Wednesday, November 16, 2011

Growth by saturation

When you compare rich and poor economies, you notice that many things differ between them One of them is that rich countries enjoy a much larger diversity of goods. It is not just that they carry more broads categories of goods, there are also more variations of a given good. For example, rich countries may have more car types and each model is sold with many more variations than in poor countries. Explaining this could be interesting.

This may be the motivation of Kozo Kunimune who builds a growth model with three essentially characteristics: there is constant growth in factor productivity, there is a ranking of goods with respect to the utility they provide, and consumers have a saturation point for each good. This implies that once they are saturated with a good, any "excess" production capacity can be dedicated to another good. As there is a strict ordering, goods are satisfied in succession and the number of goods defines the level of development. Also, the time needed to satisfy a new good decreases if the growth rate is constant, a feature that sounds empirically correct. But of course, there is no evidence whatsoever that we have such "lexicographic cum Leontieff" preferences. The model also violates elementary principles of Economics, such as local non-satiation. Not a particularly useful model.


T.V. said...

I haven't read the paper so my comment is purely based on your post -- but why should the mere fact that the paper adopts an assumption that conflicts with LNS imply that it is bad research?

It's true that LNS is at the core of economic theory, since it's the only condition needed (except of course for price taking, universal price quoting, divisibility of goods, etc) to obtain the first fundamental theorem of welfare economics. But exactly because it's so fundamental, and given your previous post on the value of non-conformism in academia, why wouldn't it be useful to see what happens exactly when dropping this LNS assumption ? Especially if the model's predictions would be consistent with reality, that would give some food for thought about the LNS assumption, no?

Also, I'm sympathetic towards this alternative assumption, which indeed conflicts LNS. I'm just considering the following example which has frequently crossed my mind when studying general equilibrium theory. Maybe I'm revealing my ignorance here, so correct me if I'm wrong, but LNS implies, roughly speaking, that people's desires are unlimited if only their budget would be large enough. But there's plenty of products of which I only need one -- I might buy the best cell phone in the world if I could afford it, I could even buy 3 of them, but even with no budget constraint at all would I buy 10. Of course, this is not a perfect example, because cell phones are non-divisible goods and the definition of LNS hinges on this divisibility. But since so many goods are non-divisible, that in itself might be a reason to try alternative assumptions to LNS. (I realize that my example also hinges on the fact that I have a time constraint, so that 'no budget constraint' is never possible.)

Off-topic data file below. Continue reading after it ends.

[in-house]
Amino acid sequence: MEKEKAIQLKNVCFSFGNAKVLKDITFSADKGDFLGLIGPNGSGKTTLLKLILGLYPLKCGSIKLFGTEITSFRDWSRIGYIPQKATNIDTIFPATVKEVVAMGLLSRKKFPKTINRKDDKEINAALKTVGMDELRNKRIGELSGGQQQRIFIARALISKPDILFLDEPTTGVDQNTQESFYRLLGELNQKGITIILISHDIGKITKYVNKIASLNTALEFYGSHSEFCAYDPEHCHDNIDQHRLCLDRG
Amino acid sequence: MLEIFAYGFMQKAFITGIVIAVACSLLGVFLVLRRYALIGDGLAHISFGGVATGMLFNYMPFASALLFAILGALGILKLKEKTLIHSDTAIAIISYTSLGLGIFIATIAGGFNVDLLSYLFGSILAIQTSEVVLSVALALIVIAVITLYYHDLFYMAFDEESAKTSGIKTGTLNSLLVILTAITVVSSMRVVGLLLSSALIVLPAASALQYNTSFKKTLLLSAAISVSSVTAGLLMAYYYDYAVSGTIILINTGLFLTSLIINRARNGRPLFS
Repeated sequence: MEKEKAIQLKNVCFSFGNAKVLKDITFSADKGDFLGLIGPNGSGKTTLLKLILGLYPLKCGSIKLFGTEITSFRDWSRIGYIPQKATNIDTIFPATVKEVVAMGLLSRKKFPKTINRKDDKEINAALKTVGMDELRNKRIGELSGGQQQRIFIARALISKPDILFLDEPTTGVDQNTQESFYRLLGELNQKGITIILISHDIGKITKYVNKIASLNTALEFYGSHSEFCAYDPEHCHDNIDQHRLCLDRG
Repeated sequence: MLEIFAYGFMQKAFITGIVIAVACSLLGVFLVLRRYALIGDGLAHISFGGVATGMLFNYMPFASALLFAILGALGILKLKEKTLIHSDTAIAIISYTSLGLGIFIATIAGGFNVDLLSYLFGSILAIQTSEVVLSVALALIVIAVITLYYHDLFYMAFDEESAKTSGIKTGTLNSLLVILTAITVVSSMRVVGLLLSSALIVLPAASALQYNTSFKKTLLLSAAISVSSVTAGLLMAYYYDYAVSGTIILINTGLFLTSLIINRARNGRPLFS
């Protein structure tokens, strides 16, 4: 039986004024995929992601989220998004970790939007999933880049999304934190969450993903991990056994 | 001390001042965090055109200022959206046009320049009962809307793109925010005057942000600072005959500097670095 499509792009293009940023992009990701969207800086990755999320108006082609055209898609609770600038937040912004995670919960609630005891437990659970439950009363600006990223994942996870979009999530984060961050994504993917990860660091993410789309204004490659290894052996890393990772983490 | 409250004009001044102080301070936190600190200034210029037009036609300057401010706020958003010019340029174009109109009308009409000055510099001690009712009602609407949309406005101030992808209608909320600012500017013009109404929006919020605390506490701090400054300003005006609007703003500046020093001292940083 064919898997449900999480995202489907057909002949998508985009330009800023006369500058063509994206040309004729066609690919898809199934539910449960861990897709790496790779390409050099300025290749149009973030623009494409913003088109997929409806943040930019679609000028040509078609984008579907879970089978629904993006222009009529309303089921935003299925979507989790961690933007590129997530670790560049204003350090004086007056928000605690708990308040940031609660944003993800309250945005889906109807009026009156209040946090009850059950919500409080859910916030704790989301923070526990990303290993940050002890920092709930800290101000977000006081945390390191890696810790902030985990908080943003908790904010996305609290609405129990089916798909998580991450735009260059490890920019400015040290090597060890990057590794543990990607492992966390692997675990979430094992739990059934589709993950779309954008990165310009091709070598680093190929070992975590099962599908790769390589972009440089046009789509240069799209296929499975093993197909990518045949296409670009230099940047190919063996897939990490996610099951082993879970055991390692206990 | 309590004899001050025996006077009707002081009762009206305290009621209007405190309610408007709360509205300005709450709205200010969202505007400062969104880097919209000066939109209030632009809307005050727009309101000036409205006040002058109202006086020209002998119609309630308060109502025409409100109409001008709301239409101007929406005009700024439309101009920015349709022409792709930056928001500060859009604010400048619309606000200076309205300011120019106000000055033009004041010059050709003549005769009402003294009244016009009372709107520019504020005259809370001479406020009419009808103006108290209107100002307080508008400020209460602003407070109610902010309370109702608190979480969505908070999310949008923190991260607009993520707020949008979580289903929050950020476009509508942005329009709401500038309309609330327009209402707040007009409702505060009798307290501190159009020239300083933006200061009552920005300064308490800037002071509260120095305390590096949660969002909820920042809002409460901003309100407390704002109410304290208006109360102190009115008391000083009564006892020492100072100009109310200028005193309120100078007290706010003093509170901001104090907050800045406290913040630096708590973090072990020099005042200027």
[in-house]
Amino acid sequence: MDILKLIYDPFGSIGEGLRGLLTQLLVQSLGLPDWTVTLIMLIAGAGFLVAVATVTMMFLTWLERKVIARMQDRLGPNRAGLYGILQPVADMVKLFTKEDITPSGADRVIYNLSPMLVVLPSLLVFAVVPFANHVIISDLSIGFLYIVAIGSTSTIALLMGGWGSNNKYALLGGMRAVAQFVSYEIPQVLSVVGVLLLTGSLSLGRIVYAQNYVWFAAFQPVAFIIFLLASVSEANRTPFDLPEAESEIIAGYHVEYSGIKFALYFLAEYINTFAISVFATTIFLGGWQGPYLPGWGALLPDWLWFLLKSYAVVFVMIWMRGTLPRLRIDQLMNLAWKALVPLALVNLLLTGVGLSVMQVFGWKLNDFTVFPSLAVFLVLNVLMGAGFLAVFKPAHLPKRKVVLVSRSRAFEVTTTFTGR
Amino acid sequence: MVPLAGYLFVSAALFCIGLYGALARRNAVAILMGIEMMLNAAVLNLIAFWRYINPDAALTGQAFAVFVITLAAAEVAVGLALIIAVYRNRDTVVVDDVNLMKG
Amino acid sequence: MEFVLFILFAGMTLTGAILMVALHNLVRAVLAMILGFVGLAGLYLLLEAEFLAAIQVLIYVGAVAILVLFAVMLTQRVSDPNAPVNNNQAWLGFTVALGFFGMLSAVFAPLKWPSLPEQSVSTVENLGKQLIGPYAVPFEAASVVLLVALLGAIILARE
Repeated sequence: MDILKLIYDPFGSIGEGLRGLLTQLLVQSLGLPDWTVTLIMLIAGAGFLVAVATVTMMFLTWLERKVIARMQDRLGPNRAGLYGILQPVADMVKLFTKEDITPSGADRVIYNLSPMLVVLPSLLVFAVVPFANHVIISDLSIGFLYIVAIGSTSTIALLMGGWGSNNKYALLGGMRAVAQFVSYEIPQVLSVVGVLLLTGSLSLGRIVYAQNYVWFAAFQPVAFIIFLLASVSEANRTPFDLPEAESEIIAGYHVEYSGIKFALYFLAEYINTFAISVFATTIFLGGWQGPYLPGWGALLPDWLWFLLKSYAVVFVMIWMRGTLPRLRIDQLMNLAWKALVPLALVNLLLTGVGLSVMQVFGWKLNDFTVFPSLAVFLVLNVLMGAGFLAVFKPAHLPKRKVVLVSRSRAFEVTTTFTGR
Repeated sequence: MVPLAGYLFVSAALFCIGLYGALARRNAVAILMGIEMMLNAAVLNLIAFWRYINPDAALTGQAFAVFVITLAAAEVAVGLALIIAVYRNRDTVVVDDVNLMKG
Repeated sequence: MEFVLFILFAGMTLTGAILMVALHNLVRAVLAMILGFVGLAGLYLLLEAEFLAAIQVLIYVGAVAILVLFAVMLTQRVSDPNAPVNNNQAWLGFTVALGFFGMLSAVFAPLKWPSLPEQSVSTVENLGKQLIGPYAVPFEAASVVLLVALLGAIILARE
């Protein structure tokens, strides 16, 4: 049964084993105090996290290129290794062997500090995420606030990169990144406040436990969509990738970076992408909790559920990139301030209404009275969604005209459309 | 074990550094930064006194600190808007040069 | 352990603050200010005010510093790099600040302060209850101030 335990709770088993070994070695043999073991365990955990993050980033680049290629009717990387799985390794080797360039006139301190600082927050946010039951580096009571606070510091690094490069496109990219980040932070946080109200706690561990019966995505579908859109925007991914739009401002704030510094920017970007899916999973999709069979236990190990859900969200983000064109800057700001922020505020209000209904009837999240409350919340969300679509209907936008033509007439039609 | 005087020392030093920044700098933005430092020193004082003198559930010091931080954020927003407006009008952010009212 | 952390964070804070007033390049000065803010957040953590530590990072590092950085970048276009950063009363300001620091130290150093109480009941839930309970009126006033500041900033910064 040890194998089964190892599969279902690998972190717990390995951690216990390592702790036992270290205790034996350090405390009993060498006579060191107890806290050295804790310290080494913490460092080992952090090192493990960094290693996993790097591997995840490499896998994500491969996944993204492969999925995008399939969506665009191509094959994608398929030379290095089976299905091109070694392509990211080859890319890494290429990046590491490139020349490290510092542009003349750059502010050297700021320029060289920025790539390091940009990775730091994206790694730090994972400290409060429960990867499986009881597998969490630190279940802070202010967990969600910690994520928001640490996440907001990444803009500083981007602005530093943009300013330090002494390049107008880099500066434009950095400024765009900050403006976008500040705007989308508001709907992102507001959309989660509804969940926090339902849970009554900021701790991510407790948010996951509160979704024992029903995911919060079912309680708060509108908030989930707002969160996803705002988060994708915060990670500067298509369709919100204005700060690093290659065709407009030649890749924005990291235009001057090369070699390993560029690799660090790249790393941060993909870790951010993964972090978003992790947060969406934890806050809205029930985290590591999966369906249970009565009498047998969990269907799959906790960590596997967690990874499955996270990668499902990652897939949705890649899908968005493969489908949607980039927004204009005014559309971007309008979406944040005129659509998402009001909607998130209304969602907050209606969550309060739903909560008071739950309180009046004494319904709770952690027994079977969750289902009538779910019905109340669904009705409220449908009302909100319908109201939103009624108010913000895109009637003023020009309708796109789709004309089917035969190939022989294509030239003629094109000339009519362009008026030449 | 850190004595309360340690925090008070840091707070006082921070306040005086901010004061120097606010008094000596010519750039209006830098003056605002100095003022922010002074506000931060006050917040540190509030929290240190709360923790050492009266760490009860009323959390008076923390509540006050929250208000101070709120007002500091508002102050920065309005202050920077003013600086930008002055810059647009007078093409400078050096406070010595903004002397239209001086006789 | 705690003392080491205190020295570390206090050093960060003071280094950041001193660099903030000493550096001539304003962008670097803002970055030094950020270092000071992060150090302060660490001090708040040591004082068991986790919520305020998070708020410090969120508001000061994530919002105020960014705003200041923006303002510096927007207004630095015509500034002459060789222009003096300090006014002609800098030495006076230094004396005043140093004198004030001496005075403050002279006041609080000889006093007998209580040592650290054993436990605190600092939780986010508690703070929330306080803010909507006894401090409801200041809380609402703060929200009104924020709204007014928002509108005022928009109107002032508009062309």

Of course, this example is purely personal and is not the hard evidence on this type of preferences that we should be looking for, but I'm trying to think of a good of which I would want to have an infinite amount if I could afford it and have time for it, and I can't think of any. Maybe it's just that I have atypical preferences, maybe I don't fully grasp the LNS assumption.

However, I still think that it's worth the effort to try modeling alternative assumptions.

Looking forward to your reaction.

Economic Logician said...

One problem is that this paper assumes that there is satiation for all goods. This is very wrong. While it will always be possible to find some good for which this holds true, you will never be able to claim that this is valid for a majority, let alone all.

Second, local non-satiation is necessary for a lot of equilibrium proofs. This [paper actually does not have any proof, so I would rely on any standard intuition for believing the results.

Economic Logician said...

T.V., I forget to answer your point about the benefit of non-conformism I discussed in an early post. Yes, but non-conformism should not be silly and senseless. That is he case here.